OCTOBER 6, 2009: Peace Dialogue Between Karamajong and Acholi

A Once-Tragic Setting for Peace Dialogues

SOURCE: Mercy Corps

By Sonya Shannon

The village of Lampono, Uganda was recently the location of a peace dialogue between the Karamojong and Acholi communities, two ethnic groups who are formally at odds with each other. But today, they're working together to bridge the gap of misunderstanding that often leads to polarization for communities affected by war, poverty and competition for scarce resources — things that have plagued northern Uganda for decades.

Once a site of great tragedy, where the rebel Lord's Resistance Army massacred 52 villagers and caused people to flee from fear of further retribution, Lampono is now a place where people have gathered to talk about how to live in peace. Things have changed a lot here: communities experiencing conflict are now encouraged to speak out and work through their problems, as a method to overcome the apparitions of the past, as well as a way to prevent the past from haunting or overtaking the present.

This peace dialogue is an activity initiated by Mercy Corps' Building Bridges to Peace program, which is aimed at bringing together neighboring communities from the districts of Kotido, Kaabong and Pader, through the use of conflict management and reconciliation techniques. The program helps resolve conflict through community-level reconciliation activities, such as joint livelihood projects that emphasize economic opportunity, that are decided at the community level by village stakeholders. In this case, conflict mapping and livelihoods assessments were used to facilitate the process of deciding on the projects that the community both wanted and needed most.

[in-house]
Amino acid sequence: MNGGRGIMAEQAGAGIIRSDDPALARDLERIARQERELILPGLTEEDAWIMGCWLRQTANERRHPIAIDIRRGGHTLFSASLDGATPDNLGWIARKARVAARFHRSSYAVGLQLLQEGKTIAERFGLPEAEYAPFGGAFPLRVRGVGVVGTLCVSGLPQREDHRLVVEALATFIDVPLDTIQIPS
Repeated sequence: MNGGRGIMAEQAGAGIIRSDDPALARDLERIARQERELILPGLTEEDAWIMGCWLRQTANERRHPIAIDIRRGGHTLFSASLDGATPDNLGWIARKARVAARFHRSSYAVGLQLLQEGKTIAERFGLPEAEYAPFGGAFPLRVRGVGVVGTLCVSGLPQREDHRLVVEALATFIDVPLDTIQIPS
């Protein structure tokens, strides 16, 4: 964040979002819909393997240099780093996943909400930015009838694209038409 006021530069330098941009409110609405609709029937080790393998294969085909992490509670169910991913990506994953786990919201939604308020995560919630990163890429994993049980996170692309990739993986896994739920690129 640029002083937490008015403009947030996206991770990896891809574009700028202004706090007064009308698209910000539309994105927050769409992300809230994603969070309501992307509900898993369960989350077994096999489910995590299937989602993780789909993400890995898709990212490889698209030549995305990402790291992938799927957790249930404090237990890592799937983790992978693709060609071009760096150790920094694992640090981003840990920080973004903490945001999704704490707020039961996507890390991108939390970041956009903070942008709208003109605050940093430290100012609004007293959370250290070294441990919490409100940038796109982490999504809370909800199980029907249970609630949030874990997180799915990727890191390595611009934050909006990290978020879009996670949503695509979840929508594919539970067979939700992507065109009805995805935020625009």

The objectives of this peace program are to work with individuals that have been previously affected by conflict, equip them with the necessary tools to move beyond recovery and help them achieve a more sustainable position towards development — all the while empowering them by helping them engage with others. The hope is that, through strengthening economic linkages between communities, peace will become a far more attractive option to war. If relationships are founded on collaboration and shared interest, the hope is that will ultimately translate to economic benefits and growth for all involved.

Many were on hand to take part in the day's activities, including key stakeholders such as local government leaders, peace committee members, elders, youth, women and military officials. The message of peace and forgiveness was echoed by many speakers, as well as the call for further dialogues that bring people together to share thoughts, culture and ideas.

"Give peace a chance" was the plea of one local official. "Let's give a chance to peace and forgive."